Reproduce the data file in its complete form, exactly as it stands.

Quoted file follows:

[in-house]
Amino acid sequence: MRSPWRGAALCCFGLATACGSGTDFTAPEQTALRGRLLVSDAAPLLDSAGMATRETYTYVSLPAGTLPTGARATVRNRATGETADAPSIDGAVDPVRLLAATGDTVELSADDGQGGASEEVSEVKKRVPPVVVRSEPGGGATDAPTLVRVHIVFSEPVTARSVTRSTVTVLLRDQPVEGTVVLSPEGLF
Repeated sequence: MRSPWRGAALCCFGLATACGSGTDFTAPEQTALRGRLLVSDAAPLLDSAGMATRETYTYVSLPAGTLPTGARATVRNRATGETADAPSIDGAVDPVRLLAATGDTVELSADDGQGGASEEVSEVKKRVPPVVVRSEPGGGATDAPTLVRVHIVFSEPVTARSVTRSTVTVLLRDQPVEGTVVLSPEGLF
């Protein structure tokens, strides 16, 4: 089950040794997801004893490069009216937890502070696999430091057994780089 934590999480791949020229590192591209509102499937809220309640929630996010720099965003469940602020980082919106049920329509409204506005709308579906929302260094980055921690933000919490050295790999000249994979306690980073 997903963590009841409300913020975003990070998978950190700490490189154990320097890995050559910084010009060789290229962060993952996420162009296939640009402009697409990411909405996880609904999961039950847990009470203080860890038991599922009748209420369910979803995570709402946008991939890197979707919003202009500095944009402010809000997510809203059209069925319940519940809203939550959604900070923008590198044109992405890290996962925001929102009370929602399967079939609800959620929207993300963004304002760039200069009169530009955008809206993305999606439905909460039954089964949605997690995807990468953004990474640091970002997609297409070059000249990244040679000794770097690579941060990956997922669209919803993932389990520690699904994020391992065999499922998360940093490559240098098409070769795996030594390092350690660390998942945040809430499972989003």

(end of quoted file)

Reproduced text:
[in-house]
Amino acid sequence: MRSPWRGAALCCFGLATACGSGTDFTAPEQTALRGRLLVSDAAPLLDSAGMATRETYTYVSLPAGTLPTGARATVRNRATGETADAPSIDGAVDPVRLLAATGDTVELSADDGQGGASEEVSEVKKRVPPVVVRSEPGGGATDAPTLVRVHIVFSEPVTARSVTRSTVTVLLRDQPVEGTVVLSPEGLF
Repeated sequence: MRSPWRGAALCCFGLATACGSGTDFTAPEQTALRGRLLVSDAAPLLDSAGMATRETYTYVSLPAGTLPTGARATVRNRATGETADAPSIDGAVDPVRLLAATGDTVELSADDGQGGASEEVSEVKKRVPPVVVRSEPGGGATDAPTLVRVHIVFSEPVTARSVTRSTVTVLLRDQPVEGTVVLSPEGLF
């Protein structure tokens, strides 16, 4: 089950040794997801004893490069009216937890502070696999430091057994780089 934590999480791949020229590192591209509102499937809220309640929630996010720099965003469940602020980082919106049920329509409204506005709308579906929302260094980055921690933000919490050295790999000249994979306690980073 997903963590009841409300913020975003990070998978950190700490490189154990320097890995050559910084010009060789290229962060993952996420162009296939640009402009697409990411909405996880609904999961039950847990009470203080860890038991599922009748209420369910979803995570709402946008991939890197979707919003202009500095944009402010809000997510809203059209069925319940519940809203939550959604900070923008590198044109992405890290996962925001929102009370929602399967079939609800959620929207993300963004304002760039200069009169530009955008809206993305999606439905909460039954089964949605997690995807990468953004990474640091970002997609297409070059000249990244040679000794770097690579941060990956997922669209919803993932389990520690699904994020391992065999499922998360940093490559240098098409070769795996030594390092350690660390998942945040809430499972989003």